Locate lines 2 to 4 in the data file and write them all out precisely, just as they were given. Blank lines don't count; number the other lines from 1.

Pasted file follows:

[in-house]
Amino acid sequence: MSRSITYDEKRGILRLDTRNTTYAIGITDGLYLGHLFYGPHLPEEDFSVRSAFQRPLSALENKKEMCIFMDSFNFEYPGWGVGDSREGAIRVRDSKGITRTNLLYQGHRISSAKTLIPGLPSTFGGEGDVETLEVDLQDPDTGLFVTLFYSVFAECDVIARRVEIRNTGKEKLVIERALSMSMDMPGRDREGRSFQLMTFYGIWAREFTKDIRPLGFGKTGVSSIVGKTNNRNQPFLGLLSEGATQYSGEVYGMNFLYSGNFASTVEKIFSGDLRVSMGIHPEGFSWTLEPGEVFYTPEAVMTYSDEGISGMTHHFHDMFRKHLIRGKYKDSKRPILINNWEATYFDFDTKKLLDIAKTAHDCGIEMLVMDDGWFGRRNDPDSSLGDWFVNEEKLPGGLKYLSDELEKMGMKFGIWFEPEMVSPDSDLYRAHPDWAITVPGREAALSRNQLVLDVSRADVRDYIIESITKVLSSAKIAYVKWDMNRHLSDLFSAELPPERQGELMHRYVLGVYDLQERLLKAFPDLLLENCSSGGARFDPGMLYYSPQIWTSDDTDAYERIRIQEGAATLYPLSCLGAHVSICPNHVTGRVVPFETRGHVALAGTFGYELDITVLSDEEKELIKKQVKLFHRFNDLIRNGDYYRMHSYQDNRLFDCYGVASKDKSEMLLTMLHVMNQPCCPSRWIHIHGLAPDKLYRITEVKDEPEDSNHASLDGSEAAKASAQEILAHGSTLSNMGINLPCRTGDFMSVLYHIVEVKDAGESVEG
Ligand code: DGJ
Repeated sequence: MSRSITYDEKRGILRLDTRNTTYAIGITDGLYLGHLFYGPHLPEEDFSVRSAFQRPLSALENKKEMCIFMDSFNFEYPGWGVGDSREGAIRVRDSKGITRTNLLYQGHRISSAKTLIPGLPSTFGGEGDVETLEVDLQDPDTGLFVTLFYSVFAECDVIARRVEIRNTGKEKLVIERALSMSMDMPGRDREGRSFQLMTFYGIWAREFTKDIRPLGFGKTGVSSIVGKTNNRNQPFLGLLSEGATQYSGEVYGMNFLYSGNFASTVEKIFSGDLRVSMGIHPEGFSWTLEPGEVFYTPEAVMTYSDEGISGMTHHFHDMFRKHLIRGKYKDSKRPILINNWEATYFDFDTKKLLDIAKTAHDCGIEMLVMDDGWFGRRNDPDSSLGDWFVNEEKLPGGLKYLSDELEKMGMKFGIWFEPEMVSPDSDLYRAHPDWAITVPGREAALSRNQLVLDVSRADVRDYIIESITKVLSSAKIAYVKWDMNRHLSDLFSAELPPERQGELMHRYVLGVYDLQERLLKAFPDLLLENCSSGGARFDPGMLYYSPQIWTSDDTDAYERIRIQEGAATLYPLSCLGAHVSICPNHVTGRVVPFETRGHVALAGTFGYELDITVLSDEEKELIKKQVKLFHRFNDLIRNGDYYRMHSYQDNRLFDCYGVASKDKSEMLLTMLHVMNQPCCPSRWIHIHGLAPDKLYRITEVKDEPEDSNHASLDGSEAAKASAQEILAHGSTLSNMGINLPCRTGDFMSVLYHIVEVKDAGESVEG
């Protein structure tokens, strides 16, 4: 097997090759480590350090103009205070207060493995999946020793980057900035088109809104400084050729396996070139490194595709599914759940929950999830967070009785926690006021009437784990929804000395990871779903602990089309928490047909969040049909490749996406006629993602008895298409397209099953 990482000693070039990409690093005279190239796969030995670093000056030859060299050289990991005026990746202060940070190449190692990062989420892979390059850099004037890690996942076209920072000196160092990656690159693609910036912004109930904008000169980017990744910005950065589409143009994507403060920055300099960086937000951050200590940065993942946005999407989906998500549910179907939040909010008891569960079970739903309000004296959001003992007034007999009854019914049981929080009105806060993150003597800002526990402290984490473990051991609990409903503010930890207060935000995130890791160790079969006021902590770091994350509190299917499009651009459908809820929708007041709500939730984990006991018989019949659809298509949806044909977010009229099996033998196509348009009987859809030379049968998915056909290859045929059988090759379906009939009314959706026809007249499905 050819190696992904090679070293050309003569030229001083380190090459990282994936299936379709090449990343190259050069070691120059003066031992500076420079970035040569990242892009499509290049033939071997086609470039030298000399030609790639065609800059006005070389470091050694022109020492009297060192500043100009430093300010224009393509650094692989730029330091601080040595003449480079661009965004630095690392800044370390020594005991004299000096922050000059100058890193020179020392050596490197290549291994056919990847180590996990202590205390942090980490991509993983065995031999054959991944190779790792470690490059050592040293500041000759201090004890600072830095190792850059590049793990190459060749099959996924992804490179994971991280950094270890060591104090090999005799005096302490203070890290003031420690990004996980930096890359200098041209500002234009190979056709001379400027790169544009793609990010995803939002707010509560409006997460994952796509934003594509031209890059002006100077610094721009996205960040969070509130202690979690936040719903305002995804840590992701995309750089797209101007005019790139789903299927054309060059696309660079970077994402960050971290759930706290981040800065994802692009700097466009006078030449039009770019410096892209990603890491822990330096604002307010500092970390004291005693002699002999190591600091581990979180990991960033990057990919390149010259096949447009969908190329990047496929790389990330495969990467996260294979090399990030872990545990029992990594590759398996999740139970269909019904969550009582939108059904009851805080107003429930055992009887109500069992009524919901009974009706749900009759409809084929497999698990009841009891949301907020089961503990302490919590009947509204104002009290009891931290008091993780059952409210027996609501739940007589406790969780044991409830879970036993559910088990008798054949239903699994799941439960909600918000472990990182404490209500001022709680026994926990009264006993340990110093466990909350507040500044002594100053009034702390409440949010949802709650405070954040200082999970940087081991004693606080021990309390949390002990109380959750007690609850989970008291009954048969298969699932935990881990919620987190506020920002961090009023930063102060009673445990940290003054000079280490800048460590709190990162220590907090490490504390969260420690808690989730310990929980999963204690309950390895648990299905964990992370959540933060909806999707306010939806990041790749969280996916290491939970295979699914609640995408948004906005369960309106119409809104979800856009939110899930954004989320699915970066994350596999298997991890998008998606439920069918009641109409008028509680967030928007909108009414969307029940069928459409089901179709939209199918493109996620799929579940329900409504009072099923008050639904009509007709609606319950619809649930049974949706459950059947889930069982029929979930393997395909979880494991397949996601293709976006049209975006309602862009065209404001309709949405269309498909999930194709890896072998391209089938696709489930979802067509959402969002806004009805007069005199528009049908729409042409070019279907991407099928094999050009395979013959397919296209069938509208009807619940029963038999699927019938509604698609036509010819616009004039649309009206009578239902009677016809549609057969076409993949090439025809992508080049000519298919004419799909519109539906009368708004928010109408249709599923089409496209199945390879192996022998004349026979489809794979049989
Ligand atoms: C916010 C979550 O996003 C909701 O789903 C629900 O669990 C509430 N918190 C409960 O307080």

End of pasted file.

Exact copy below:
Amino acid sequence: MSRSITYDEKRGILRLDTRNTTYAIGITDGLYLGHLFYGPHLPEEDFSVRSAFQRPLSALENKKEMCIFMDSFNFEYPGWGVGDSREGAIRVRDSKGITRTNLLYQGHRISSAKTLIPGLPSTFGGEGDVETLEVDLQDPDTGLFVTLFYSVFAECDVIARRVEIRNTGKEKLVIERALSMSMDMPGRDREGRSFQLMTFYGIWAREFTKDIRPLGFGKTGVSSIVGKTNNRNQPFLGLLSEGATQYSGEVYGMNFLYSGNFASTVEKIFSGDLRVSMGIHPEGFSWTLEPGEVFYTPEAVMTYSDEGISGMTHHFHDMFRKHLIRGKYKDSKRPILINNWEATYFDFDTKKLLDIAKTAHDCGIEMLVMDDGWFGRRNDPDSSLGDWFVNEEKLPGGLKYLSDELEKMGMKFGIWFEPEMVSPDSDLYRAHPDWAITVPGREAALSRNQLVLDVSRADVRDYIIESITKVLSSAKIAYVKWDMNRHLSDLFSAELPPERQGELMHRYVLGVYDLQERLLKAFPDLLLENCSSGGARFDPGMLYYSPQIWTSDDTDAYERIRIQEGAATLYPLSCLGAHVSICPNHVTGRVVPFETRGHVALAGTFGYELDITVLSDEEKELIKKQVKLFHRFNDLIRNGDYYRMHSYQDNRLFDCYGVASKDKSEMLLTMLHVMNQPCCPSRWIHIHGLAPDKLYRITEVKDEPEDSNHASLDGSEAAKASAQEILAHGSTLSNMGINLPCRTGDFMSVLYHIVEVKDAGESVEG
Ligand code: DGJ
Repeated sequence: MSRSITYDEKRGILRLDTRNTTYAIGITDGLYLGHLFYGPHLPEEDFSVRSAFQRPLSALENKKEMCIFMDSFNFEYPGWGVGDSREGAIRVRDSKGITRTNLLYQGHRISSAKTLIPGLPSTFGGEGDVETLEVDLQDPDTGLFVTLFYSVFAECDVIARRVEIRNTGKEKLVIERALSMSMDMPGRDREGRSFQLMTFYGIWAREFTKDIRPLGFGKTGVSSIVGKTNNRNQPFLGLLSEGATQYSGEVYGMNFLYSGNFASTVEKIFSGDLRVSMGIHPEGFSWTLEPGEVFYTPEAVMTYSDEGISGMTHHFHDMFRKHLIRGKYKDSKRPILINNWEATYFDFDTKKLLDIAKTAHDCGIEMLVMDDGWFGRRNDPDSSLGDWFVNEEKLPGGLKYLSDELEKMGMKFGIWFEPEMVSPDSDLYRAHPDWAITVPGREAALSRNQLVLDVSRADVRDYIIESITKVLSSAKIAYVKWDMNRHLSDLFSAELPPERQGELMHRYVLGVYDLQERLLKAFPDLLLENCSSGGARFDPGMLYYSPQIWTSDDTDAYERIRIQEGAATLYPLSCLGAHVSICPNHVTGRVVPFETRGHVALAGTFGYELDITVLSDEEKELIKKQVKLFHRFNDLIRNGDYYRMHSYQDNRLFDCYGVASKDKSEMLLTMLHVMNQPCCPSRWIHIHGLAPDKLYRITEVKDEPEDSNHASLDGSEAAKASAQEILAHGSTLSNMGINLPCRTGDFMSVLYHIVEVKDAGESVEG